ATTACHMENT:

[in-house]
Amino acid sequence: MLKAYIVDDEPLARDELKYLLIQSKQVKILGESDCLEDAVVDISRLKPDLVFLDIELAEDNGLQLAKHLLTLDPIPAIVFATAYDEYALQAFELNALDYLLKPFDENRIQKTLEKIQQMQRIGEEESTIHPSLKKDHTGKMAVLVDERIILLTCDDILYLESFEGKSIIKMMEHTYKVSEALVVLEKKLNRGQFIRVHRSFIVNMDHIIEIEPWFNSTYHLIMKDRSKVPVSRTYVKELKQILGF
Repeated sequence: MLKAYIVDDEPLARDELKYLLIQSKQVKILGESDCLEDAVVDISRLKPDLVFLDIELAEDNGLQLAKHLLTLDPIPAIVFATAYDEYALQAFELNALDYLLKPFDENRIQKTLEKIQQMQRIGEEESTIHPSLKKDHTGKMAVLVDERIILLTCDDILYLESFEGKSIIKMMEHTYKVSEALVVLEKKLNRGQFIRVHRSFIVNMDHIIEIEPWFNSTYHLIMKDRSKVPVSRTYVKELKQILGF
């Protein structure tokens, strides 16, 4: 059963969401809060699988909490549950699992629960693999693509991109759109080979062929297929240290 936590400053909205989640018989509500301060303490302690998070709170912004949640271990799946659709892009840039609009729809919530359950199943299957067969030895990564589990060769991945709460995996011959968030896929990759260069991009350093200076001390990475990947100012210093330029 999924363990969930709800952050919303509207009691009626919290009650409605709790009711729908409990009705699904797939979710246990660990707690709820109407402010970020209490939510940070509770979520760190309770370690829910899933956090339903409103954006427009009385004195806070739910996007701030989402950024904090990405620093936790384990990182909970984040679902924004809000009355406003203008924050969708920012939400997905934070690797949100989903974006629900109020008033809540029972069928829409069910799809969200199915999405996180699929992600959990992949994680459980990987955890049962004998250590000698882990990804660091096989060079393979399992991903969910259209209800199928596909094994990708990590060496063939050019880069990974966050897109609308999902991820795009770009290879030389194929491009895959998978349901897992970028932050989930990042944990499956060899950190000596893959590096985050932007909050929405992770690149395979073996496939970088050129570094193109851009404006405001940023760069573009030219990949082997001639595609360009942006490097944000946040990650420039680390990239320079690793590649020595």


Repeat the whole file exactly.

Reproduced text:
[in-house]
Amino acid sequence: MLKAYIVDDEPLARDELKYLLIQSKQVKILGESDCLEDAVVDISRLKPDLVFLDIELAEDNGLQLAKHLLTLDPIPAIVFATAYDEYALQAFELNALDYLLKPFDENRIQKTLEKIQQMQRIGEEESTIHPSLKKDHTGKMAVLVDERIILLTCDDILYLESFEGKSIIKMMEHTYKVSEALVVLEKKLNRGQFIRVHRSFIVNMDHIIEIEPWFNSTYHLIMKDRSKVPVSRTYVKELKQILGF
Repeated sequence: MLKAYIVDDEPLARDELKYLLIQSKQVKILGESDCLEDAVVDISRLKPDLVFLDIELAEDNGLQLAKHLLTLDPIPAIVFATAYDEYALQAFELNALDYLLKPFDENRIQKTLEKIQQMQRIGEEESTIHPSLKKDHTGKMAVLVDERIILLTCDDILYLESFEGKSIIKMMEHTYKVSEALVVLEKKLNRGQFIRVHRSFIVNMDHIIEIEPWFNSTYHLIMKDRSKVPVSRTYVKELKQILGF
């Protein structure tokens, strides 16, 4: 059963969401809060699988909490549950699992629960693999693509991109759109080979062929297929240290 936590400053909205989640018989509500301060303490302690998070709170912004949640271990799946659709892009840039609009729809919530359950199943299957067969030895990564589990060769991945709460995996011959968030896929990759260069991009350093200076001390990475990947100012210093330029 999924363990969930709800952050919303509207009691009626919290009650409605709790009711729908409990009705699904797939979710246990660990707690709820109407402010970020209490939510940070509770979520760190309770370690829910899933956090339903409103954006427009009385004195806070739910996007701030989402950024904090990405620093936790384990990182909970984040679902924004809000009355406003203008924050969708920012939400997905934070690797949100989903974006629900109020008033809540029972069928829409069910799809969200199915999405996180699929992600959990992949994680459980990987955890049962004998250590000698882990990804660091096989060079393979399992991903969910259209209800199928596909094994990708990590060496063939050019880069990974966050897109609308999902991820795009770009290879030389194929491009895959998978349901897992970028932050989930990042944990499956060899950190000596893959590096985050932007909050929405992770690149395979073996496939970088050129570094193109851009404006405001940023760069573009030219990949082997001639595609360009942006490097944000946040990650420039680390990239320079690793590649020595």